Yet the UN has been able to broker climate agreements as well. Last week, on the margins of the General Assembly, a new treaty was signed by 60 countries to protect the oceans and in particular the biodiversity of the marine environment. It responds to the decision of the General Assembly last year to sanctuarise 30% of the land and maritime surface of the world by 2030, the so-called ‘30 by 30’ initiative. The treaty will ban fishing in the protected zones and subject all significant human activities to environmental impact assessments. The International Union for Conservation of Nature has called for the treaty to be endowed with its own fund of $500mn to kickstart the setting up and governance of the ocean sanctuaries. Certainly, the new treaty needs to be ratified and to come into effect, but it demonstrates the importance of the UN system in translating aspirations, needs and ambitions into new norms and concrete member state commitments. 

Another core area of UN relevance is humanitarian relief. The UN has a long track record in this field from mobilising supplies and temporary shelter to those affected by wars and natural disasters to looking after refugees in camps for generations. The UN Relief and Works Agency for Palestine Refugees in the Near East (UNRWA) administration in the Palestinian refugee camps of Lebanon, Syria and Jordan has been doing this since the late 1940s. The UN Undersecretary for Humanitarian Affairs, Martin Griffiths, is one of the few well-known UN senior officials apart from the Secretary General. He has worked tirelessly to improve the plight of the 14mn people displaced by the conflict in Syria. The outgoing head of the World Food Programme, David Beasley, has performed similar miracles to relieve famine in East Africa. The UN has an experienced and professional relief organisation in the Office for the Coordination of Humanitarian Affairs (OCHA), which coordinates well with regional humanitarian bodies such as the EU’s Civil Protection and Humanitarian Aid Operations (ECHO) and the International Committees of the Red Cross and the Red Crescent. Of course, to the extent that regional organisations such as the AU or Association of Southeast Asian Nations (ASEAN) develop their own humanitarian relief bodies, the UN should cooperate with them. But in the meantime, the UN has an unrivalled network of regional offices; warehouses of pre-positioned supplies of tents; blankets and food in particularly fragile areas; transportation contracts; and a highly professional and experienced staff, which make it indispensable for dealing with natural disasters and humanitarian crises. It also has the capacity through its appeals to mobilise governments and the public to provide emergency donations. All of us have long been familiar with the UNESCO Christmas cards.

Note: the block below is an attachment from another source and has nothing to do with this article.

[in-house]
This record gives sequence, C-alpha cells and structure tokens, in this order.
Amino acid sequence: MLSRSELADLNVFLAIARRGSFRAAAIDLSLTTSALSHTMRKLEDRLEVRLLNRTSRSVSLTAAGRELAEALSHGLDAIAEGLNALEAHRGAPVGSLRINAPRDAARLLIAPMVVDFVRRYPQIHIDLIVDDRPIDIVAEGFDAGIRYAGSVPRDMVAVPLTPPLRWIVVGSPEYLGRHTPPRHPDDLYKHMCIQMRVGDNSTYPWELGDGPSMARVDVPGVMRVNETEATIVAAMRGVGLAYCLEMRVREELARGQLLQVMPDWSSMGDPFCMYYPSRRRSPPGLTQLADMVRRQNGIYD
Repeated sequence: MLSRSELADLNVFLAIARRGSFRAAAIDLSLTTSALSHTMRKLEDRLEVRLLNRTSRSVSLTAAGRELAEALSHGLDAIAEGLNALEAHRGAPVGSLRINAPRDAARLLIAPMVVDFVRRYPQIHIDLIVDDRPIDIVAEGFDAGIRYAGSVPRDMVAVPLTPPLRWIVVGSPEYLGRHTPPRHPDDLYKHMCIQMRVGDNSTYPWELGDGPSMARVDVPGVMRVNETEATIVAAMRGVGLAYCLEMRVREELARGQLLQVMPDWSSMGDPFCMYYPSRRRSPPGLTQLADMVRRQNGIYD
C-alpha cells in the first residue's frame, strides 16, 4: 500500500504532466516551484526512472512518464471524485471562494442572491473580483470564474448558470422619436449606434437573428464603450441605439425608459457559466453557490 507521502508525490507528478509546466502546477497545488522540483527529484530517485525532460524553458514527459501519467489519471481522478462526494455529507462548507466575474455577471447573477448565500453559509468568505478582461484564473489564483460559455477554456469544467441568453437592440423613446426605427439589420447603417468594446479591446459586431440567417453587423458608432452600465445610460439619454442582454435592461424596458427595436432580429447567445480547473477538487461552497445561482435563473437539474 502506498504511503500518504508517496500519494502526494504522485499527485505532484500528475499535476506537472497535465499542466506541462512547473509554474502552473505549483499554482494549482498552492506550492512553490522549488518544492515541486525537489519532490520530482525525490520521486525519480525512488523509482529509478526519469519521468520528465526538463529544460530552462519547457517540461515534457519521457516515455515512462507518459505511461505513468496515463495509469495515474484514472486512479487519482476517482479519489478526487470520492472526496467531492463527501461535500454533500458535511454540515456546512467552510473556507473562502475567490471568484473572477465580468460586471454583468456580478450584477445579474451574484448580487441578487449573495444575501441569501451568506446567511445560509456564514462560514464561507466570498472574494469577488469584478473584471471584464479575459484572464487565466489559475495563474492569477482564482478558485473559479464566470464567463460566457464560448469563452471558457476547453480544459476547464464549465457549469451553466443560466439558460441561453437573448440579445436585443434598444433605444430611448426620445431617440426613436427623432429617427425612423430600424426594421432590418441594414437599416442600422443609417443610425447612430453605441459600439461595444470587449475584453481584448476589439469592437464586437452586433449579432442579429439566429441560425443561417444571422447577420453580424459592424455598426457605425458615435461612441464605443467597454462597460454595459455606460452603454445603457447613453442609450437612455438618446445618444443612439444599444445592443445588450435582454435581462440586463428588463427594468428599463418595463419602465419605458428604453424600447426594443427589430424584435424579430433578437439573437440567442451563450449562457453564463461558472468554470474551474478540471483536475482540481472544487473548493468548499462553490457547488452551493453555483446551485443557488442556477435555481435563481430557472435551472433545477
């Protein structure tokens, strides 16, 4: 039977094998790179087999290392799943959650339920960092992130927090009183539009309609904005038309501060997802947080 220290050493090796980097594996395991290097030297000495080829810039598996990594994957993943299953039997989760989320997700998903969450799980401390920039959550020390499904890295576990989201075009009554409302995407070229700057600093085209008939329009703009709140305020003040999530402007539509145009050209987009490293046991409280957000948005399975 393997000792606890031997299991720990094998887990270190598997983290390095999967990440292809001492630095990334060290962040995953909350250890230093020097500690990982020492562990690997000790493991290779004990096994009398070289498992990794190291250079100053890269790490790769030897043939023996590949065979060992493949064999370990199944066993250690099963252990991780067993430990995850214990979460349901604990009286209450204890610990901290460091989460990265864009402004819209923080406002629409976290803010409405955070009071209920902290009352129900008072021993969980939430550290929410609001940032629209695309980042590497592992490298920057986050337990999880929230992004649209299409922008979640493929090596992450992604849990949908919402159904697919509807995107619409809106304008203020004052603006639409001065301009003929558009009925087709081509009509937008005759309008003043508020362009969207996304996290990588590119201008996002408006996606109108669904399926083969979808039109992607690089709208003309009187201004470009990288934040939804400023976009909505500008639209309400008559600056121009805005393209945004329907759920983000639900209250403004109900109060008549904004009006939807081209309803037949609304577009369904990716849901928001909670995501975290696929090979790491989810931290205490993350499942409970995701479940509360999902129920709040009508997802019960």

A third core mission is ending the culture of impunity when it comes to war crimes and crimes against humanity. One of the UN’s greatest achievements in recent decades has been the establishment of specialist tribunals to indict and prosecute those involved in atrocities and war crimes. Over 161 individuals were indicted for these crimes by the International Tribunal for the former Yugoslavia (ICTY), which was established by the UN Security Council in 1994. They came from all the principal ethnic communities involved in the fighting and included political leaders, such as Milošević and Karadžić, as well as the military commanders, Mladić and Krstić, who carried out the massacre of Bosnian Muslims at Srebrenica in July 1995. The ICTY established the principle that leaders were as much responsible for crimes as the foot soldiers who pulled the trigger. It secured the first convictions for genocide and mass rape as war crimes. Of the 161 indictees, over two-thirds ultimately appeared in dock in The Hague. When the ICTY was wound up in 2010, it transferred its judicial functions to local courts in Sarajevo and Belgrade which could try lesser war crimes or individuals for whom evidence only emerged at a later date. The ICTY was also followed by the UN Specialist Chambers in The Hague, which is currently judging those accused of war crimes in Kosovo during the fighting there between 1998 and 1999. Yet what was also significant about the ICTY was not just the convictions but the new ways of gathering evidence, particularly on-site, the painstaking investigations and the witness protection procedures.